On July 1, 2016, employers must begin reporting additional “persuader activities” to the U.S. Department of Labor. Such activities are those which have an objective to persuade workers regarding their rights to organize and bargain collectively under the National Labor Relations Act (NLRA).
Specifically, Section 203(b) of the Labor-Management Reporting and Disclosure Act (LMRDA) requires employers and consultants, such as attorneys, to report arrangements where a consultant performs persuader activities. Under the final rule, moreover, employers and consultants must report arrangements resulting in direct and indirect persuader activities:
The final rule provides that the LMRDA does exempt a consultant’s “advice” from reporting, which it describes as occurring when a consultant gives advice or an opinion on legal compliance, best practice, or whether something is legal. The final rule also explains that communications protected by the attorney-client privilege or an attorney’s ethical duty are exempt.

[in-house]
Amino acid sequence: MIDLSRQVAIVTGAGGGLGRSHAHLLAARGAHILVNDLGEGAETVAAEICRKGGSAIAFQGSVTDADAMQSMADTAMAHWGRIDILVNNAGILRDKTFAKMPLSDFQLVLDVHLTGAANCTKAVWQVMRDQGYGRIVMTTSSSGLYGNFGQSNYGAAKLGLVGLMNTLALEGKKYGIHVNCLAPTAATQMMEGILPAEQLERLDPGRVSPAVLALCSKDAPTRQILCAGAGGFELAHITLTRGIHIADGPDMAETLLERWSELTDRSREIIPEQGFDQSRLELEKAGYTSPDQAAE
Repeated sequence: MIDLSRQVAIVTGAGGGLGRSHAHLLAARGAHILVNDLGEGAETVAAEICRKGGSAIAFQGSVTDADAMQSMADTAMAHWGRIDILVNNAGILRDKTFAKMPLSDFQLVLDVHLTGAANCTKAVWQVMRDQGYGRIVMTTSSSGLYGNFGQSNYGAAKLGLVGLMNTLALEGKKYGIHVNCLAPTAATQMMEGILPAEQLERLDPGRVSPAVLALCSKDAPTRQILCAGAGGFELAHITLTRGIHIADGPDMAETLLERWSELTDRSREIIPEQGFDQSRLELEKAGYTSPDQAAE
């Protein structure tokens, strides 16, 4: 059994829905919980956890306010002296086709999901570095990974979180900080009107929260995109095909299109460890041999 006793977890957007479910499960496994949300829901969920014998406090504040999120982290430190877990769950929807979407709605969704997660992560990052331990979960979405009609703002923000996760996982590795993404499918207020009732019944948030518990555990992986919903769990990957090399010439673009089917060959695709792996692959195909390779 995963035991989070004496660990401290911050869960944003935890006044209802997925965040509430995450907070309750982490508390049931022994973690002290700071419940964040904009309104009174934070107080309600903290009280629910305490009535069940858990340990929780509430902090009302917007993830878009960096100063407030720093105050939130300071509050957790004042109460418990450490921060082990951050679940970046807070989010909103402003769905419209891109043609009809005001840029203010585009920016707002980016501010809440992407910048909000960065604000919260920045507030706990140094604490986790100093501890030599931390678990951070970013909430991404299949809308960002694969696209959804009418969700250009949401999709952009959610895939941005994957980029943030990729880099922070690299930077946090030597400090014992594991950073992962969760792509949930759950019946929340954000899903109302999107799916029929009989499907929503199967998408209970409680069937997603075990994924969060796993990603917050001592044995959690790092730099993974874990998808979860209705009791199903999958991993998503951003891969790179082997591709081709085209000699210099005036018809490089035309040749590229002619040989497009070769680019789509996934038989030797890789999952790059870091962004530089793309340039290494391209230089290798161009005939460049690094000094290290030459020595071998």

Further, the rule provides that unless there is a labor dispute, the LMRDA does not require reports of vulnerability assessments, attitude surveys or other methods to gather information from workers that are not designed to persuade. But, according to the rule, if the consultant gives advice and performs persuader activities, the entire arrangement must be reported.
The rule is controversial and there may be litigation over its implementation. Regardless, employers should evaluate the rule, along with the National Labor Relations Board’s “quickie election” rule that went into effect in April 2015 to assess its impact on their union-avoidance strategies. The final “persuader” rule may be accessed by clicking here.